NGO Environmental Action Germany (DUH) said the decision to halt Nord Stream 2’s approval would not only benefit Europe’s security but also its climate targets. The pipeline is "Europe’s largest fossil fuel project" that would cause 100 million tonnes of CO2 emissions per year, DUH said. The economy ministry now had to quickly present a plan how natural gas use could be reduced altogether, it added.
About half of German gas imports from Russia, says Scholz
In the midst of the energy transition, Germany and the EU still rely heavily on imports of fossil fuels, as domestic resources have begun to deplete or their extraction is becoming too costly. Rising European energy prices in 2021/2022 and tensions in countries that are key to the continent’s energy supply have put the question of import dependence and how the switch to renewables could bring some relief front and centre of the debate.
Gas covered more than a quarter of Germany’s primary energy use in 2021, making it the country’s second most important energy source. Germany is among the world’s biggest natural gas importers and around 95 percent of its gas consumption is met by imports.
“About half comes from Russian imports,” said chancellor Scholz in Berlin, and added that the country had already started to reduce its dependence on gas by deciding to become climate neutral in 25 years. Germany will shift its consumption to renewable electricity-based supply and “massively expand” wind and solar power, he added.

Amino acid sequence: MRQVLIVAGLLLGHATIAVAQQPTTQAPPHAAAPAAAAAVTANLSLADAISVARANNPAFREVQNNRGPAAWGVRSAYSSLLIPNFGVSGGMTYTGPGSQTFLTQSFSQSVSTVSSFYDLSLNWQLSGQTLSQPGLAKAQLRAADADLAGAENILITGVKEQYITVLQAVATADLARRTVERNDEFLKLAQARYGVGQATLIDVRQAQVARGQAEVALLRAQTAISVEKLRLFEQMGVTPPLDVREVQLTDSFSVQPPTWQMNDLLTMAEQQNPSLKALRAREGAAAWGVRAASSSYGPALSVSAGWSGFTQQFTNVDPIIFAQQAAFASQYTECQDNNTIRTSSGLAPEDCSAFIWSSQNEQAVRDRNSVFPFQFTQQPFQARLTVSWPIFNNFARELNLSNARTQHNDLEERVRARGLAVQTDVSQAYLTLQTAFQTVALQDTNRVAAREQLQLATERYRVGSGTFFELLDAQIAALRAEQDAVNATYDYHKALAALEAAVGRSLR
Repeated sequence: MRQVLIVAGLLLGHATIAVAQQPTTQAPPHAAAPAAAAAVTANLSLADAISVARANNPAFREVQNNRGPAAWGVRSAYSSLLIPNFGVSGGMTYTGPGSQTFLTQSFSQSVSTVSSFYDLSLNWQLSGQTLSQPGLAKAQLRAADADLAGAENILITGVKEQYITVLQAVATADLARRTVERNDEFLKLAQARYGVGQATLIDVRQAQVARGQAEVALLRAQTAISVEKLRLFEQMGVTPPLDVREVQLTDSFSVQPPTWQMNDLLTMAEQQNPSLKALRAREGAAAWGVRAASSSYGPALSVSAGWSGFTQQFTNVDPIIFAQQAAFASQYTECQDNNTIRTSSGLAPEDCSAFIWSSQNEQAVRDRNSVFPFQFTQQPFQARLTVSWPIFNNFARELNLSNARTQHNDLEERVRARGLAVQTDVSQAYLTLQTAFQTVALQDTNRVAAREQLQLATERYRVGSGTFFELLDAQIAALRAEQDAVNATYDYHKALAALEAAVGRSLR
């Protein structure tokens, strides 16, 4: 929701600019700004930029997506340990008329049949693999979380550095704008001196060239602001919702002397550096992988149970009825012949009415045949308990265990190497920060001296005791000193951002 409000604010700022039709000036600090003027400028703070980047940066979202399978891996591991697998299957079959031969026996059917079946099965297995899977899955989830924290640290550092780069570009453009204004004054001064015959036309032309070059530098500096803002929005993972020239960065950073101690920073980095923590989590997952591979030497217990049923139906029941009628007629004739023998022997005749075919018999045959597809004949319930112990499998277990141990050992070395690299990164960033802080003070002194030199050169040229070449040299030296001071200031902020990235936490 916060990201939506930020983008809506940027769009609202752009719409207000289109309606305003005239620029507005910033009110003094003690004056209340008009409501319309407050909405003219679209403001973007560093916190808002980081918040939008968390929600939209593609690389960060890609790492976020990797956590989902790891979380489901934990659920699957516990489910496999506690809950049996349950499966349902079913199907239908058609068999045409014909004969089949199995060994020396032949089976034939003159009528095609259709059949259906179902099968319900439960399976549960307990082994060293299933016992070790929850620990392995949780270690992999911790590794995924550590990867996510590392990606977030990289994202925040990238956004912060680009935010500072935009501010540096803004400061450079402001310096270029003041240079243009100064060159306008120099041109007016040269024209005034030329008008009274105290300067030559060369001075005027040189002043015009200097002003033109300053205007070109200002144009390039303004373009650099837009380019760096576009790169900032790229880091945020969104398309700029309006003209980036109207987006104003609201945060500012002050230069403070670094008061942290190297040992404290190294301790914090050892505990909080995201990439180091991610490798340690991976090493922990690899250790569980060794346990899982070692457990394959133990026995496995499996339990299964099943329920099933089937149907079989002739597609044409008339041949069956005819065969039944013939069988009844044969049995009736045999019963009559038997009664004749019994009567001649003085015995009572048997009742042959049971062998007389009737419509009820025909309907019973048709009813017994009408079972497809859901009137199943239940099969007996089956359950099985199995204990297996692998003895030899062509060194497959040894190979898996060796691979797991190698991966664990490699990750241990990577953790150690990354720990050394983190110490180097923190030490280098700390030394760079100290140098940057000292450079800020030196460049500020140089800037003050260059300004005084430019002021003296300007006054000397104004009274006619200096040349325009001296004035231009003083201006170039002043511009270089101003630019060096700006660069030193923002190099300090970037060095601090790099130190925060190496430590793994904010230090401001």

German climate policy also has the aim of making the country geo-strategically independent, said economy minister Habeck. “The more energy we can produce in Germany without being dependent on imports, the more sovereignty we have in our foreign and security policy. […] We will have to fight to reduce our dependence on natural gas wherever possible.”
However, the minister highlighted that Germany would need gas power capacity for some time to guarantee supply security in certain moments, when there is not enough renewable electricity. “We will have to combine the addition of renewable capacity with the creation of a capacity structure that can close the gaps when the sun doesn’t shine and the wind doesn’t blow.”
Germany likely to get through winter without Russian gas – government sources
Economic policy think tank Bruegel said the EU could likely weather a wider disruption to its gas imports in the short run, even though any drastic change to the current reliance on Russia would likely mean demand must be reduced accordingly.
While ongoing tensions with Ukraine have raised fears that Russia could cut off gas to Europe in the event of an all-out war, the German government is confident that the country’s gas supply is secure for the time being – with one major caveat, Spiegel reports citing government sources. Even if Russia’s natural gas supply stopped completely, Germany could still get through the rest of the current heating season without having to mobilise additional gas, it stresses. As long as temperatures remain on par with the long-term average, Germany’s remaining reserves in storage facilities and the liquid gas that can be bought on the spot market and via short-term contracts would be sufficient to ensure supply.
"The potential to supply Germany via LNG over the winter is given. Germany is secure in terms of supply," minister Habeck said.
A prolonged cold snap, however, would nullify this scenario. The current supply situation on the German and European gas markets is very tight. Russia's main exporter, state-owned Gazprom, delivered nearly 130 billion cubic metres of gas to Europe in 2021, around 31 percent less than the previous five-year average, according to data from information service S&P Global Platts. Deliveries at the beginning of 2022 fell slightly. While Gazprom is continuing to fulfil its long-term supply contracts, it is not selling any additional gas on the spot market, unlike in previous years. Germany’s current gas reserves are at 31 percent capacity, enough for 75 terawatt hours, writes Spiegel.